Sudden Death


Now before you roll your eyes and complain that I’ve given way too high a rating to a film that’s not only a blatant Die Hard rip off, but a blatant Die Hard rip off that stars Jean Claude Van Damme, you really should take a second a hear me out, because when given half a chance, Sudden Death turns out to be something of a violent little jewel nestled between Street Fighter and… er, his appearance in Friends on JCVD’s filmography.
Made during that period in the Muscles From Brussels’ career where he not only was appearing in vehicles with decent budgets, but was also working with some known directors, the movie takes all the familiar tropes from John McClane’s rowdy, Christmas Eve night, stuffs it into a hockey stadium and then proceeds to turn everything on its head to a genuinely surprising degree, resulting in a movie that’s as bizarrely affecting as it is ultimately derivative.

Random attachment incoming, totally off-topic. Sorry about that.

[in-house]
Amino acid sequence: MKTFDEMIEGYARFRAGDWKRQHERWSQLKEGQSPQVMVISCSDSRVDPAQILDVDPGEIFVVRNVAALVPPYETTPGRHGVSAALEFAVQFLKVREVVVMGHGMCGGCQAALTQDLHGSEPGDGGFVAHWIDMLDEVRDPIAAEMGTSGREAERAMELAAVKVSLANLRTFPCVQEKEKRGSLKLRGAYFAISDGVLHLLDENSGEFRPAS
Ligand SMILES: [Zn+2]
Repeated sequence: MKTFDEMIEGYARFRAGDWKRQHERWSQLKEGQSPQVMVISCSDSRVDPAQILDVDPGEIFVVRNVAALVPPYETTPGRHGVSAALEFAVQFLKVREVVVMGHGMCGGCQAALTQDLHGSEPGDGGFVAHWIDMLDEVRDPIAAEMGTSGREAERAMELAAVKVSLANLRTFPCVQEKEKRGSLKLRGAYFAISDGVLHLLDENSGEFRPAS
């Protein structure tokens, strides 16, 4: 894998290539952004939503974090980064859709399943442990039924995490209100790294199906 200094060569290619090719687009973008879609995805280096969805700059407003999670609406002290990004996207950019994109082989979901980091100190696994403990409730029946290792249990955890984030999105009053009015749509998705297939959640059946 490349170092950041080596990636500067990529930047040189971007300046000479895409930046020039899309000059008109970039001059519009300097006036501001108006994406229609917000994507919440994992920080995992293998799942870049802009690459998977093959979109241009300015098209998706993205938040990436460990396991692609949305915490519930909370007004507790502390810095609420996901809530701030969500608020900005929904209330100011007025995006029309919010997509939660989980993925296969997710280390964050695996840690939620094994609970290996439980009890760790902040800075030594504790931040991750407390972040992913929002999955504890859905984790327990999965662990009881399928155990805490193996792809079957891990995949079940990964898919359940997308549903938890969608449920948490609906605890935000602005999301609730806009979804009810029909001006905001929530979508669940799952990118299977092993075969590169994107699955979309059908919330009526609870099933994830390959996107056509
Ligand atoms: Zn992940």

Buckle up bitches, it’s time for the play off.


Divorced, ex-fireman Darren McCord now makes a living as a fire marshal at the Pittsburgh Civic Centre after losing his nerve after a young child died in his arms, but while this has made him lose a bit of respect from his young son, Tyler, his daughter Emily still sees him as a towering hero. He drops by his ex-wife’s house for an unplanned visitation in order to take his kids to a match of the Stanley Cup Finals where the Pittsburgh Penguins are due to butt heads on the ice with the Chigco Blackhawks.